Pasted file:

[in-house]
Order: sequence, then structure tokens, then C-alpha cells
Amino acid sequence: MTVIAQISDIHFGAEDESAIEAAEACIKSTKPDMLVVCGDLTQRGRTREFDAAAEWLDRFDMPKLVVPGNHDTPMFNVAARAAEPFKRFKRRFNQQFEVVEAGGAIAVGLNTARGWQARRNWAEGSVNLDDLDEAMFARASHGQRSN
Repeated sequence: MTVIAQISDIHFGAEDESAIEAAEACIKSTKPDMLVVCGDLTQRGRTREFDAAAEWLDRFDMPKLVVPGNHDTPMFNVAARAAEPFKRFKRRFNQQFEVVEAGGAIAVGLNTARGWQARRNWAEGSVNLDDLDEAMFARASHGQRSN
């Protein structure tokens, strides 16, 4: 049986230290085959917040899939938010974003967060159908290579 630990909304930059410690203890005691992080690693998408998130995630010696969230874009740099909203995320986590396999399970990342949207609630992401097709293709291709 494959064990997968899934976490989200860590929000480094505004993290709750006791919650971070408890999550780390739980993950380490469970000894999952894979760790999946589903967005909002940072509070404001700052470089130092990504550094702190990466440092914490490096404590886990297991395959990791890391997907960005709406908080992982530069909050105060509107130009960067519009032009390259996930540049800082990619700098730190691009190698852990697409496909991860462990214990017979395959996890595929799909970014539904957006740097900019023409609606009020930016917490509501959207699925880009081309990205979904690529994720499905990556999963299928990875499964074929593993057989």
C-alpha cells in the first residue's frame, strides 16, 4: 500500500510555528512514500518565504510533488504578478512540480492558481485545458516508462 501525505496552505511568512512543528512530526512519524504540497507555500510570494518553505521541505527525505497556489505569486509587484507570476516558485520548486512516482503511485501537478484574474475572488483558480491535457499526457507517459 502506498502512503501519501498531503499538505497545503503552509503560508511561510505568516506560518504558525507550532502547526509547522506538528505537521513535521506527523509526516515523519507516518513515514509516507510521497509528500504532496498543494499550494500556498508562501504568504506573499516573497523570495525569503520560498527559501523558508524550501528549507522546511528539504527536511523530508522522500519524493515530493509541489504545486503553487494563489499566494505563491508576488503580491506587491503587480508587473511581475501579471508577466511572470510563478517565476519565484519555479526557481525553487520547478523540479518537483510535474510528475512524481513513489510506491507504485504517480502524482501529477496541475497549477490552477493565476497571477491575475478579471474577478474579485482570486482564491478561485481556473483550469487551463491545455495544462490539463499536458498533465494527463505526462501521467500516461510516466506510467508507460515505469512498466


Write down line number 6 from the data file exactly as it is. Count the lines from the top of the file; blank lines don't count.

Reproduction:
C-alpha cells in the first residue's frame, strides 16, 4: 500500500510555528512514500518565504510533488504578478512540480492558481485545458516508462 501525505496552505511568512512543528512530526512519524504540497507555500510570494518553505521541505527525505497556489505569486509587484507570476516558485520548486512516482503511485501537478484574474475572488483558480491535457499526457507517459 502506498502512503501519501498531503499538505497545503503552509503560508511561510505568516506560518504558525507550532502547526509547522506538528505537521513535521506527523509526516515523519507516518513515514509516507510521497509528500504532496498543494499550494500556498508562501504568504506573499516573497523570495525569503520560498527559501523558508524550501528549507522546511528539504527536511523530508522522500519524493515530493509541489504545486503553487494563489499566494505563491508576488503580491506587491503587480508587473511581475501579471508577466511572470510563478517565476519565484519555479526557481525553487520547478523540479518537483510535474510528475512524481513513489510506491507504485504517480502524482501529477496541475497549477490552477493565476497571477491575475478579471474577478474579485482570486482564491478561485481556473483550469487551463491545455495544462490539463499536458498533465494527463505526462501521467500516461510516466506510467508507460515505469512498466